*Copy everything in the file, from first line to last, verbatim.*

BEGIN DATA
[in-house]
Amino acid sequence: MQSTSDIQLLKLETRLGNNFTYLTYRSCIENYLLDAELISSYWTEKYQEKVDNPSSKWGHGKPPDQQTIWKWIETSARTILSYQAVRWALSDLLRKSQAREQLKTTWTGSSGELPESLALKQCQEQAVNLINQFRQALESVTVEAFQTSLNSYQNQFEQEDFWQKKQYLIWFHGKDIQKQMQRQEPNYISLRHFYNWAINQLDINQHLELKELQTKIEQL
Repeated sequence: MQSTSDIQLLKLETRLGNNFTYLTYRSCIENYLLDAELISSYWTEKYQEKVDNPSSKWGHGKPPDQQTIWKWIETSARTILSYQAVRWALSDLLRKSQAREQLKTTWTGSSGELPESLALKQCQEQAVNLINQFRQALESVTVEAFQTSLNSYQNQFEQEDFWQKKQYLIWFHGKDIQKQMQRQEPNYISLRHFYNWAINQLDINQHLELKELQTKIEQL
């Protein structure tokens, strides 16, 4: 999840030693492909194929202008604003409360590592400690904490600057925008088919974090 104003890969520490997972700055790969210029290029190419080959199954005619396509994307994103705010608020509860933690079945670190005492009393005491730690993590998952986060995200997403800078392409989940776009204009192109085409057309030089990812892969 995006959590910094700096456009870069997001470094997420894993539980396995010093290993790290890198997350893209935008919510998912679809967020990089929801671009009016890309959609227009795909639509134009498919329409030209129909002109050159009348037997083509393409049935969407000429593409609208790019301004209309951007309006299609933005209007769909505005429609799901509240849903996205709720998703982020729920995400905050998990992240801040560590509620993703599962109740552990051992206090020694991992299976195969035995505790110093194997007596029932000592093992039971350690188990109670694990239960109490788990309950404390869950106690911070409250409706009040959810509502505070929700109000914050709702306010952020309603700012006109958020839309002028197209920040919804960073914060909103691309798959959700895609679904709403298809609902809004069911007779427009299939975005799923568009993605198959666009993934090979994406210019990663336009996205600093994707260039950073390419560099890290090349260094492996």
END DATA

[in-house]
Amino acid sequence: MQSTSDIQLLKLETRLGNNFTYLTYRSCIENYLLDAELISSYWTEKYQEKVDNPSSKWGHGKPPDQQTIWKWIETSARTILSYQAVRWALSDLLRKSQAREQLKTTWTGSSGELPESLALKQCQEQAVNLINQFRQALESVTVEAFQTSLNSYQNQFEQEDFWQKKQYLIWFHGKDIQKQMQRQEPNYISLRHFYNWAINQLDINQHLELKELQTKIEQL
Repeated sequence: MQSTSDIQLLKLETRLGNNFTYLTYRSCIENYLLDAELISSYWTEKYQEKVDNPSSKWGHGKPPDQQTIWKWIETSARTILSYQAVRWALSDLLRKSQAREQLKTTWTGSSGELPESLALKQCQEQAVNLINQFRQALESVTVEAFQTSLNSYQNQFEQEDFWQKKQYLIWFHGKDIQKQMQRQEPNYISLRHFYNWAINQLDINQHLELKELQTKIEQL
């Protein structure tokens, strides 16, 4: 999840030693492909194929202008604003409360590592400690904490600057925008088919974090 104003890969520490997972700055790969210029290029190419080959199954005619396509994307994103705010608020509860933690079945670190005492009393005491730690993590998952986060995200997403800078392409989940776009204009192109085409057309030089990812892969 995006959590910094700096456009870069997001470094997420894993539980396995010093290993790290890198997350893209935008919510998912679809967020990089929801671009009016890309959609227009795909639509134009498919329409030209129909002109050159009348037997083509393409049935969407000429593409609208790019301004209309951007309006299609933005209007769909505005429609799901509240849903996205709720998703982020729920995400905050998990992240801040560590509620993703599962109740552990051992206090020694991992299976195969035995505790110093194997007596029932000592093992039971350690188990109670694990239960109490788990309950404390869950106690911070409250409706009040959810509502505070929700109000914050709702306010952020309603700012006109958020839309002028197209920040919804960073914060909103691309798959959700895609679904709403298809609902809004069911007779427009299939975005799923568009993605198959666009993934090979994406210019990663336009996205600093994707260039950073390419560099890290090349260094492996």